2. Maurice Jones
    Dec 17, 2010 @ 10:27:51

    It’s funny because i’d gave the same rating but i liked everything that you didn’t (except chris rock of course that was shit): rick ross’s verse is really good in devil in a new dress he stepped his game for the album and i think monster and so appaled are very strong cuts (real hip-hop)… loll and i thought that lost in the world and hell of a life were the low point

  3. Gedi Dabakaeri
    Dec 12, 2010 @ 00:55:11

    see Brandon’s reply, ditto for me.

  4. Art Washington
    Dec 11, 2010 @ 20:00:12

    Are you ALL drinking the kool aid? The album is well done and Kanye is great – but am I the only one (apparently yes) who thinks the album is way too emo for me to rock consistently. I mean there are a lot great indie rock album too, but that’s not my style. I guess Kanye can get the 4.5 or 5, but I’m just wondering who all these pastel colored vest wearing fans are? The album got metrosexual written all over it. I won’t criticize the talent, just the taste.

  5. airiel
    Dec 02, 2010 @ 22:24:48

    west NEVER has disappointed me, he has a right to be cocky. this album was 6/5 imo

  6. Brandon Rae
    Dec 02, 2010 @ 21:36:29

    After each listen, I tell myself I must be missing something. Listened to it for the tenth time again this evening on the way home from work. I don’t think I’m missing anything. I just don’t see what all of the praise is about. It’s a good album at worst, great album at best, but not even close to the top albums of the year. Just my opinion. Nice review, Steve.

  7. Andrewski
    Dec 01, 2010 @ 22:44:29

    Jeppe please point out the “golden quotables” for me, I must have missed them while listening to the album

  8. Lumutz
    Dec 01, 2010 @ 12:22:57

    cosign with Jeppe. This review makes the unqualified statement “this is not a perfect album”…well, what about this album is not perfect? The only real knock you gave to this album is the Rick Ross and Chris Rock features. Musically, each track has a painstaking attention to detail and builds (or doesn’t) perfectly. There is no album out right now that is more original or more skillfully crafted than this. This is without a doubt a 5/5 album

  9. Jeppe
    Dec 01, 2010 @ 11:20:55

    I pretty much agree with the rating, even though I’d probably give it the last 0.5 too.
    – But how can you write such a superficial song-by-song review of an album with SO much content? This is a piece of genious, and all you really write about is how the drums sound and how these-and-these guest musicians doesn’t fit in. Lyrically, West is extremely impressive, and all songs have a bunch of golden quotes to choose from, but not one is shown.

  10. Andrewski
    Nov 30, 2010 @ 14:34:11

    Good review. The album is not perfect but it’s very good. Definitely not better then College Dropout imo. That album still gets a lot of plays from me and the lyrics on this album were a little disappointing compared to CD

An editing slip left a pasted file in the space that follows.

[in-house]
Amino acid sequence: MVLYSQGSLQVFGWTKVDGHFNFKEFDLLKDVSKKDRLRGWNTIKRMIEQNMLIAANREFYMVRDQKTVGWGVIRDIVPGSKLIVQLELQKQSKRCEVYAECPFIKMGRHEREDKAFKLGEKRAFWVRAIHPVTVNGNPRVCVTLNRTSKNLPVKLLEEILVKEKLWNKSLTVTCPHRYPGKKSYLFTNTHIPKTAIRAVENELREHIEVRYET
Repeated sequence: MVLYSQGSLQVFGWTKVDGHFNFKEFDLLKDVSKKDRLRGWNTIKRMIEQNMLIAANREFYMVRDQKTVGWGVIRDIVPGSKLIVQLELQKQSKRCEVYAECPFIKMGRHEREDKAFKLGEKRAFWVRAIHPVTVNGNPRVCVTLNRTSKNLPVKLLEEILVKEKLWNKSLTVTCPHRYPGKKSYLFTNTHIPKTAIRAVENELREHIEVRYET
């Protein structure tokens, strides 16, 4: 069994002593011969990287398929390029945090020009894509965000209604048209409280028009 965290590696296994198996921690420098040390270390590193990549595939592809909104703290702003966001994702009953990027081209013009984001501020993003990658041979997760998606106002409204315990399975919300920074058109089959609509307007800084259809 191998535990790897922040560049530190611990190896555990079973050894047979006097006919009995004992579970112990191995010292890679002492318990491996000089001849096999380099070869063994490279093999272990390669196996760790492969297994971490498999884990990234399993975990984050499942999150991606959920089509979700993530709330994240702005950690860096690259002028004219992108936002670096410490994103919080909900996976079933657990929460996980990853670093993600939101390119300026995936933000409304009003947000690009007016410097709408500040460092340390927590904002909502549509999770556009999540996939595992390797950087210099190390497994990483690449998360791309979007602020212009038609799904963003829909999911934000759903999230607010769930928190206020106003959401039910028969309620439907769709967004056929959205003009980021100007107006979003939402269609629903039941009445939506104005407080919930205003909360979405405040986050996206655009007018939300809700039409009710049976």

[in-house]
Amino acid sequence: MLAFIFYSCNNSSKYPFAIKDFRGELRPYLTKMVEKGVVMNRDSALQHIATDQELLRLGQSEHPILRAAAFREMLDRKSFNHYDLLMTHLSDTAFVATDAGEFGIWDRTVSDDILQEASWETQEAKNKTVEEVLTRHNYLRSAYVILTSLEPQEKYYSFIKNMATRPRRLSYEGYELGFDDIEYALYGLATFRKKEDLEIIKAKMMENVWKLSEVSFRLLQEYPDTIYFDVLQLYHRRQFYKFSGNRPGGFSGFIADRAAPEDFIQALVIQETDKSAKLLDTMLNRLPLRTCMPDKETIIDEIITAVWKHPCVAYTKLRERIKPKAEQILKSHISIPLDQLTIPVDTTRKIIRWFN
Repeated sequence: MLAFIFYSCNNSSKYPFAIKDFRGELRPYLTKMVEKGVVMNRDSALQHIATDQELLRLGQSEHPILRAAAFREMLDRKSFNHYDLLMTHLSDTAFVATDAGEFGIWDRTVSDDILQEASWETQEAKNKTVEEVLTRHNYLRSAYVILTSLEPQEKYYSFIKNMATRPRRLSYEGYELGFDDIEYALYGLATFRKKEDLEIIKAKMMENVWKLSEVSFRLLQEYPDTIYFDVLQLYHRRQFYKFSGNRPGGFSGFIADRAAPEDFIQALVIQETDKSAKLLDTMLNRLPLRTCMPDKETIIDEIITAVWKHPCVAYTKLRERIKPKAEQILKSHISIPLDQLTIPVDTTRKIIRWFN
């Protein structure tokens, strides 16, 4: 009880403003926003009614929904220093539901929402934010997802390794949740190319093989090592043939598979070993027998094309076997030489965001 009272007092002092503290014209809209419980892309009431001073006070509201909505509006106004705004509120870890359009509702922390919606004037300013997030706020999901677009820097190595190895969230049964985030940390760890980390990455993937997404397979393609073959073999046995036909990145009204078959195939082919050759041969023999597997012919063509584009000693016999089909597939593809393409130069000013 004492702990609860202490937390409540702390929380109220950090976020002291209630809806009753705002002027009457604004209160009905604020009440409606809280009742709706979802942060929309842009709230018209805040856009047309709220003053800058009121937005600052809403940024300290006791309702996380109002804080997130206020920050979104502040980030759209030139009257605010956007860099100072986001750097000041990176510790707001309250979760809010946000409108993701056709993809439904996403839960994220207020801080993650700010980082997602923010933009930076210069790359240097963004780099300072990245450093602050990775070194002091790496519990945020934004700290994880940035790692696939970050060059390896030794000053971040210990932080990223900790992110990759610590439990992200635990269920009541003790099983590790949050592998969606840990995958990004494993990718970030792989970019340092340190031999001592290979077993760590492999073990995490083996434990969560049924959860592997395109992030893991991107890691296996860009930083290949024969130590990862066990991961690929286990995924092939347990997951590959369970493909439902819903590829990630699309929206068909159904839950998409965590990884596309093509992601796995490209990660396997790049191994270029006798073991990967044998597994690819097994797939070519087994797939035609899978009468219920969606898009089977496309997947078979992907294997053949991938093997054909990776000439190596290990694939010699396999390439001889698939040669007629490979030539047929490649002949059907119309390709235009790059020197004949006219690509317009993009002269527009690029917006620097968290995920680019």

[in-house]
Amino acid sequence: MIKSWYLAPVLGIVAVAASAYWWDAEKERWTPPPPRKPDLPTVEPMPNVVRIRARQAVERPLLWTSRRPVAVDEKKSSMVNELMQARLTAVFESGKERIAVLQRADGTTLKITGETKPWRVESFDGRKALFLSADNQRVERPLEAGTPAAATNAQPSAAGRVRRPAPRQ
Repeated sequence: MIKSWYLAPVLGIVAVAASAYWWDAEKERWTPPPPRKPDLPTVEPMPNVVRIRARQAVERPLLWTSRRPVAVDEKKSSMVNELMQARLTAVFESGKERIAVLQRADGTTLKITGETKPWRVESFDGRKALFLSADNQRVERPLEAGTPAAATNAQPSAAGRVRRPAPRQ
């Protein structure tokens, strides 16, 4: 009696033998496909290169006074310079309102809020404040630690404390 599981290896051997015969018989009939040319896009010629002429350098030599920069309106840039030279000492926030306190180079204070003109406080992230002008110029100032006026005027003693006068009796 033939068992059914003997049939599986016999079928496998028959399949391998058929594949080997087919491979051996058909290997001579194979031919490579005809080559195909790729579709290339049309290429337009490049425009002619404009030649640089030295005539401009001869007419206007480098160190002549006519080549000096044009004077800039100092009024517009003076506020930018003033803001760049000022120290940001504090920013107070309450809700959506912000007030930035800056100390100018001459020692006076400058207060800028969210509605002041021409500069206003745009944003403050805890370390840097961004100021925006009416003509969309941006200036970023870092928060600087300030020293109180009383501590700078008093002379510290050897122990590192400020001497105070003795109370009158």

11. JustPlans
    Nov 30, 2010 @ 09:53:37

    To me Big Boi’s album was a wee bit better than this (even without Nicki) both are excelent tho

  12. Andrew Martin
    Nov 29, 2010 @ 16:32:05

    Yeah, this is my album of the year, too, with Big Boi in a close second.

  13. Bishop Dudley
    Nov 29, 2010 @ 16:20:36

    Possible album of the year material here, I agree with the review completely

  14. David Reyneke
    Nov 29, 2010 @ 05:50:12

    This is definitely my favorite piece of music in a long while…

  15. afan
    Nov 29, 2010 @ 05:21:18

    I agree with the review…. but i still think he’s first 3 ‘hip hop’ albums are better.

    and if where talking about album of the year.

    hip hop wise i still think

    – Nas and Damian Marley – Distant Relatives
    – Rick Ross – Teflon Don
    – The Roots – How I Got Over
    – Capone n Noreaga – War Report 2

    are all better……..

    but in saying all that i really liked the album.

    but one thing i can say for sure is that the Jay-Z and Kanye West – Watch The Thrown album will destroy this album.

    especially after hearing this years “Exhibit C”

    Kanye West n Jay-Z – Thats My Bitch ft. La Roux

    now thats Hip Hop………

    peace

    afan

  16. Ali Elabbady
    Nov 28, 2010 @ 20:44:05

    I’m pretty much in full accordance with this review.

    Easily one of the best Kanye albums.

  17. Paul Christiansen
    Nov 28, 2010 @ 20:37:11

    I wanted this album to fail. From his asshat persona to what i consider wildly over-rated performances on past outings, it’s been easy to be a Yeezy hater. But, this review is right on – a fantastic album (in the running for album of the year) that i’ll be enjoying for a long time.

  18. i am salty
    Nov 28, 2010 @ 12:31:36

    Great review. Although, if you factor in all the ‘G.O.O.D. Friday’ releases (which should have been on the album) then I would give it a 5.

  19. JustPlans
    Nov 28, 2010 @ 08:16:28

    ‘YE really showed the haters and threw the industry rules outta window! album of the decade hands down def deserves a 5/5